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PAKIR MOHIDIN v. MOHAMAD tJ CASIM.
D. G., Galle, 5,643.
Practice—Failure to get ready for tried—Ex parte tried—Application to vacatejudgment—negligence of proctor—Inadmissibility of affidavit sworn tobefore a Justice of the Peace, who was defendant's own proctor.
Where defendant, after filing answer, took no 9teps to get ready for trial,so that the case proceeded ex parte and a decree nisi Was entered againsthim, and he applied a fortnight afterwards to vacate the judgment on theground that he Was not present in court when the date of trial Was fixed,and that his proctor’s clerk subsequently gave a date which he mistook forthe 27th July, whereas the proper date Was the 27th June, with theresult that he failed to instruct his proctor in due time,—
Held, it Was the duty of his proctor to have informed him of theproper date of trial and to have asked for instructions, and that as theproctor did not appear to have done his duty, he was to blame for theabsence of the defendant and the defendant must suffer for the faultof his proctor.
An affidavit sworn by the defendant before his own proctor is not,according to the practice of English Courts, admissible in evidence, andsuch practice should be followed here.
HIS was an appeal from an order of the District’ Judge refusingto set aside a decree nisi. It appeared that the action was
filed on the 27th October, 1899, against the defendant under
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1900.section 247 of the Civil Procedure Code; that on the 10th January
October 16.following the defendant filed his proxy, and a week afterwards
his answer. The trial was fixed for the 27th June, on which daythe defendant failed to appear when the case was called. Hisproctor having withdrawn from the case for want of instructionsfrom the defendant, the case proceeded ex parte, and a decree wasentered against him on the same day.
On the 5th July the proctor for the defendant presented apetition praying that the judgment signed against him be vacatedand a new trial had, on the ground that the defendant hadmistaken the date of trial.
The defendant’s petition was supported by an affidavit swornto before his own proctor, Mr. N. Dias Abeyesingha, who is aJustice of the Peace.
The District Judge refused the defendant’s application.
Bawa, for defendant, appellant.
H. J. C. Pereira, for respondent.
16th October, 1900. Bonser, C.J.—
The defendant is a trader residing in the Galle Fort. Theaction was commenced on the 27th October, 1899, and was anaction under section 247 of the Code by an execution-creditoragainst a successful claimant, who resisted the execution of adecree. On the 10th January, 1900, the defendant filed his proxyand a week afterwards his answer. On the latter day the trial ofthe action was fixed for the 27th June, which gave more than fiveweeks to the parties to prepare their case. When the case wascalled on, the defendant’s proctor appeared and said he had noinstructions whatever from his client, and that he withdrew fromthe case. Thereupon the case proceeded ex parte in the usualway, and a decree was entered up on the same day. On the 5thJuly, nearly a fortnight afterwards, the proctor for the defendantpresented a petition praying that the judgment be vacated anda new trial had, on the ground that the petitioner had mistakenthe date of trial. This petition was supported by an affidavitmade by the defendant.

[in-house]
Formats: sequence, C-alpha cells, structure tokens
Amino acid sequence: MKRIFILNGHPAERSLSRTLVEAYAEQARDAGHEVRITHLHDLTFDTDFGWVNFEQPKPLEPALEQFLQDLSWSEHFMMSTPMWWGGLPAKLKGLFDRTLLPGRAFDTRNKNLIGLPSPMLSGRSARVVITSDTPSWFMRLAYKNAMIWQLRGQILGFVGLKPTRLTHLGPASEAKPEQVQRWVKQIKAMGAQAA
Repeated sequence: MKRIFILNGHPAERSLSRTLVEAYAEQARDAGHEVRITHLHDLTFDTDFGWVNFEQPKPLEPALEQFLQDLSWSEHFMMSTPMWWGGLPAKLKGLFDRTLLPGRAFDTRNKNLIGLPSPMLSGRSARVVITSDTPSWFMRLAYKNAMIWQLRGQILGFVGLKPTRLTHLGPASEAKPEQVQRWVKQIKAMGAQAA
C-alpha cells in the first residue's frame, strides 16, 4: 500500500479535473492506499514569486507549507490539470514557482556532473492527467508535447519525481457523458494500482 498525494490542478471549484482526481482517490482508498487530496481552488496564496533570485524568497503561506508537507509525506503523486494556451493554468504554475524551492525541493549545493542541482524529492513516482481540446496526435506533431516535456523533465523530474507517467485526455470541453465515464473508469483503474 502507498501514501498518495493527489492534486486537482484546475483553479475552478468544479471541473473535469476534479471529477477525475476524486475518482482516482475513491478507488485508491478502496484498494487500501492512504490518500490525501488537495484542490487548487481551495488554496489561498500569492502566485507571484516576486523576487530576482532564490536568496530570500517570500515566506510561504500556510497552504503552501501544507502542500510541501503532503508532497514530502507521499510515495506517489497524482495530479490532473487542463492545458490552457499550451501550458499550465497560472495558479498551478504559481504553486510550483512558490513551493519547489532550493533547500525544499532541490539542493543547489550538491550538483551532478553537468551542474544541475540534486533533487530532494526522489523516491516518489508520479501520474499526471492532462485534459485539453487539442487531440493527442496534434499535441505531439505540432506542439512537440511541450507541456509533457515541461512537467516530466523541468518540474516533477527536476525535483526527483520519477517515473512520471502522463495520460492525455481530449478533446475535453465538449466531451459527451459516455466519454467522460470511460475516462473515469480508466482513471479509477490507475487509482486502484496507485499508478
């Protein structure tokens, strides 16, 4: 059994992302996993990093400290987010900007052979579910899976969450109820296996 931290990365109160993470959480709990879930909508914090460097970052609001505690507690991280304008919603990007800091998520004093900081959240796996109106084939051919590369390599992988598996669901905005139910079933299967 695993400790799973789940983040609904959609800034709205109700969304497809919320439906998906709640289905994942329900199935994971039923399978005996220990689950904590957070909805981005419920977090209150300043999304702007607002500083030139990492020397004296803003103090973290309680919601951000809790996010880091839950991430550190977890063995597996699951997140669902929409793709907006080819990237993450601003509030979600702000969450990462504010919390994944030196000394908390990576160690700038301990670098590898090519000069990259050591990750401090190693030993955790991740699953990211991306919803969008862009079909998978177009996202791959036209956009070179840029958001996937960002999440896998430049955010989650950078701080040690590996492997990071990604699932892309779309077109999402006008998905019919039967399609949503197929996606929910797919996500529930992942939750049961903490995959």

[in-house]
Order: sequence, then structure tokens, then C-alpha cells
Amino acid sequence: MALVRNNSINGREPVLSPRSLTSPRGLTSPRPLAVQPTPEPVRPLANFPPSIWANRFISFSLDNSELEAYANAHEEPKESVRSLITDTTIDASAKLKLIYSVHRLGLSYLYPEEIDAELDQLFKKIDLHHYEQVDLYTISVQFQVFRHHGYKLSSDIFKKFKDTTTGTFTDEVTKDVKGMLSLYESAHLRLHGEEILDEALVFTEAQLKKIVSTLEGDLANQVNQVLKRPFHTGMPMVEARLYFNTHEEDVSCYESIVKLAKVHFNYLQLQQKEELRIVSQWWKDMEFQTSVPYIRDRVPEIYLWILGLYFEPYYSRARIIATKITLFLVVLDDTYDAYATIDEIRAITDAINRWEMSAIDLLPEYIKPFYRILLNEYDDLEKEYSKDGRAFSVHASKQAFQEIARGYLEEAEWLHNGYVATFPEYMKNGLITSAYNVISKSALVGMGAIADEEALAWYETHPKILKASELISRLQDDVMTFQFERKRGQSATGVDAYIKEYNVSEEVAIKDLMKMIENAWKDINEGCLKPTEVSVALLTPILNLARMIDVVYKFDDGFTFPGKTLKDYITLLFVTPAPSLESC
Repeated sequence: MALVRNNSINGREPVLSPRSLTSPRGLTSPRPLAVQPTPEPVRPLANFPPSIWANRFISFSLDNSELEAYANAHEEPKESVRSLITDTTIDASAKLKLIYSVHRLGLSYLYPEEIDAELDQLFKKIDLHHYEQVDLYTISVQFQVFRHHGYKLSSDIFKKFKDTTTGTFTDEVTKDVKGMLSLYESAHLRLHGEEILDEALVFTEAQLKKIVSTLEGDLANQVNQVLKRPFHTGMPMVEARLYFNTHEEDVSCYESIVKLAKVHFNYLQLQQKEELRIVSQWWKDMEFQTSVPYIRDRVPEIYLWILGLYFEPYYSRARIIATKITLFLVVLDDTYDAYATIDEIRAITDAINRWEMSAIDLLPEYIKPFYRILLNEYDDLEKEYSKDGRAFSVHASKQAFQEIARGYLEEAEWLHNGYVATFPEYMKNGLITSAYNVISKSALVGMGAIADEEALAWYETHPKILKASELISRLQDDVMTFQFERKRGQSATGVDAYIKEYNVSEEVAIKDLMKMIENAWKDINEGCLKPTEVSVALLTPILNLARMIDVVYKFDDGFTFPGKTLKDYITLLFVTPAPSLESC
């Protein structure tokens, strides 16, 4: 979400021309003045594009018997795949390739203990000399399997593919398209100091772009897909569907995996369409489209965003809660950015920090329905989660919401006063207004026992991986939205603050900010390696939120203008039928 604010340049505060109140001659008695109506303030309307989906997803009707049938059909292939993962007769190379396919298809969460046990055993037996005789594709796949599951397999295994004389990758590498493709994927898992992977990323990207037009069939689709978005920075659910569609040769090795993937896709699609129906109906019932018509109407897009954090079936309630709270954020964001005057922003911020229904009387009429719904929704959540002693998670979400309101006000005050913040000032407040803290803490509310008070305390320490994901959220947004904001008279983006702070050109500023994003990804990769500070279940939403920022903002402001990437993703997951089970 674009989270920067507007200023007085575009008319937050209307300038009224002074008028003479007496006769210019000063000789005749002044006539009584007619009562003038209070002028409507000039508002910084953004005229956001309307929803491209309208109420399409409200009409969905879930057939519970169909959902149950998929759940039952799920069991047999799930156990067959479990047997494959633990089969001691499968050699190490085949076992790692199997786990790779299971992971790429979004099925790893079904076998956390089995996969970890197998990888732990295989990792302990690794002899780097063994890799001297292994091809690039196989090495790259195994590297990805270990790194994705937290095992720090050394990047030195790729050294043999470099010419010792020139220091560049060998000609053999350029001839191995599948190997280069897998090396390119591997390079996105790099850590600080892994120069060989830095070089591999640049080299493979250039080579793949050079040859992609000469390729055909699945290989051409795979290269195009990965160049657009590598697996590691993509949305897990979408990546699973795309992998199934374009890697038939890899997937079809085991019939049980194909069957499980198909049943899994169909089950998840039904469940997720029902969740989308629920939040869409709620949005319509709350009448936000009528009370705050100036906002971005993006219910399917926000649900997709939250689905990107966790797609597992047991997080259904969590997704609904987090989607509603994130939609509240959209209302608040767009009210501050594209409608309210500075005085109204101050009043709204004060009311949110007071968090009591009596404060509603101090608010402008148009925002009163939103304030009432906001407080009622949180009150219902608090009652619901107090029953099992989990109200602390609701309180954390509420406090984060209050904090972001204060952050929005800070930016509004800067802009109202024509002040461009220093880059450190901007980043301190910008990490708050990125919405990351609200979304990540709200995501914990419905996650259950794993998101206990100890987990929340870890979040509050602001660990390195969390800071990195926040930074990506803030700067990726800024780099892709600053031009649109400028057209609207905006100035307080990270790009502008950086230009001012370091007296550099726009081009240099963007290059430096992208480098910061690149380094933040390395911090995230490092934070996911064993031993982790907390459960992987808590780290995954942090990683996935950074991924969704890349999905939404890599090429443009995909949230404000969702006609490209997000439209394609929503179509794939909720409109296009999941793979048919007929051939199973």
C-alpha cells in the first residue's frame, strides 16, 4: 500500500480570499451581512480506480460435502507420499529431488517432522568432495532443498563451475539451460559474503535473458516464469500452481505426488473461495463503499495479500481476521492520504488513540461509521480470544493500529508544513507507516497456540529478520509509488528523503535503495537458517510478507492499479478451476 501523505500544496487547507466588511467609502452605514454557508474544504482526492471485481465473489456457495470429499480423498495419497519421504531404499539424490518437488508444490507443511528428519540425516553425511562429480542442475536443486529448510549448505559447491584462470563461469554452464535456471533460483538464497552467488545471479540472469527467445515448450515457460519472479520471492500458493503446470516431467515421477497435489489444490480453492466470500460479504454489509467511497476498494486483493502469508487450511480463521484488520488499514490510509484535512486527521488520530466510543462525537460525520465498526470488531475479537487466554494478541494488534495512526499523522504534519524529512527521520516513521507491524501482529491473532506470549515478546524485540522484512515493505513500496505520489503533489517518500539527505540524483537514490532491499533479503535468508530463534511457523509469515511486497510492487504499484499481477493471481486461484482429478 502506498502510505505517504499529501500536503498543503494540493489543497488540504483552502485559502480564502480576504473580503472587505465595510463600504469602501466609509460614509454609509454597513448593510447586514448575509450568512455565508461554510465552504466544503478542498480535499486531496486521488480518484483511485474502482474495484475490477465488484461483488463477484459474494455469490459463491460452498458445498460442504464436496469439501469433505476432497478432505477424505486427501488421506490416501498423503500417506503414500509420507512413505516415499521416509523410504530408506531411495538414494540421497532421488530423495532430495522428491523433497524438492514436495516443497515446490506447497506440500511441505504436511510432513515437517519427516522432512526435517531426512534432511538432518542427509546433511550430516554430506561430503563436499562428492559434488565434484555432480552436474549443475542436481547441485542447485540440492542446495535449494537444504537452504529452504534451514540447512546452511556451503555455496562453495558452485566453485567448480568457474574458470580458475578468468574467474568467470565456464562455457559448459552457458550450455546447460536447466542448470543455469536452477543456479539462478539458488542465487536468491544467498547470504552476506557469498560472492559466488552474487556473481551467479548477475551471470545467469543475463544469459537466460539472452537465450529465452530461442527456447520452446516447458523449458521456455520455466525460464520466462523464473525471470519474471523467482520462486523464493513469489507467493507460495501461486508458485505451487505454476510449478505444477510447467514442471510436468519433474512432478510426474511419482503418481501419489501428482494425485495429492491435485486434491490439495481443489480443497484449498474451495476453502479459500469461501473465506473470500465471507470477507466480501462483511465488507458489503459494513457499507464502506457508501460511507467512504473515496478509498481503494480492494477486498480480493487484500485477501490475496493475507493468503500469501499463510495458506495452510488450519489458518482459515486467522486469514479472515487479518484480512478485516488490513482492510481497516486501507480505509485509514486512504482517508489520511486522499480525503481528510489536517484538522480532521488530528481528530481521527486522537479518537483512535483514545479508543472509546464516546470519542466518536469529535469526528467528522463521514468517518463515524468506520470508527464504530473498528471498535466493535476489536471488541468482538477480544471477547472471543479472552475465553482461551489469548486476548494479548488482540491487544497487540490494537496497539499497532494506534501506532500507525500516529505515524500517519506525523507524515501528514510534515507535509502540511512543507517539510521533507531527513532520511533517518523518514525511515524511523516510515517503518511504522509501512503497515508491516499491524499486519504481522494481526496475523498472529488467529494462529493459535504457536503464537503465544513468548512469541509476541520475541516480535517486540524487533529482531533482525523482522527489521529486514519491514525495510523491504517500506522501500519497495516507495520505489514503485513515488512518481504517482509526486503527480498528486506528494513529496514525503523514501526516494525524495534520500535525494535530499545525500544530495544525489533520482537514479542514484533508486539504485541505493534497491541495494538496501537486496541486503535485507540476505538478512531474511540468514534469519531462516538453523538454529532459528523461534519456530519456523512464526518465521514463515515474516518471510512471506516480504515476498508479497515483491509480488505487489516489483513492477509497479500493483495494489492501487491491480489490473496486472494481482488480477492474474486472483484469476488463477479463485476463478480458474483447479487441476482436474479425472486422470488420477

This affidavit ought not to have been received by the DistrictJudge, for it was sworn before the deponent’s own solicitor, Mr.Abeyesingha. The practice in England has been uniform, that anaffidavit sworn under such circumstances will not be received, andwe think that the English practice should be followed here, andI have in previous cases so held.
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The explanation given by the defendant of his mistake is this.He was not present in Court when the date of the trial wasfixed. Subsequently, he asked his proctor’s clerk, and he gavea date which he mistook for the 27th July, whereas in fact it wasthe 27th June; that “ a day after that he was in Colombo, when*• he was informed by his proctor that judgment had been entered“ against him in his absence, and he forthwith took steps to have“ the judgment vacated.”
The District Judge says that he is not satisfied with thisaffidavit, and I think if he had been satisfied with it, he wouldhave been too easily satisfied. Nothing could be vaguer or moreunsatisfactory. No explanation is given how it was that nopreparations had been made for the trial of the case on the partof the defendant. No list of witnesses was filed, apparently nosteps whatever were taken in the case. The defendant does notsay what occurred at the interview between him and the clerk;and I must say that it seems strange to me that, if there was abond fide intention to defend this action, no steps were taken bythe defendant’s proctor in the matter. It does not appear fromthe affidavit what communications took place between the proctorand his client, the defendant. The proctor knew that the trialwas coming off on the 27th June, and I cannot find any excusefor a proctor so forgetful or neglectful of the interests of hisclient as to fail to inform him of the date of a trial which wasrapidly approaching, or even to ask for instructions in thematter. If the proctor did not do his duty, he is to blame for theabsence of the defendant, and the defendant must suffer for thefault of his proctor.
I see no reason whatever for reversing the judgment of theDistrict Judge.
October 16.Bonseb, C.J.
PAKIR MOHIDIN v. MOHAMADU CASIM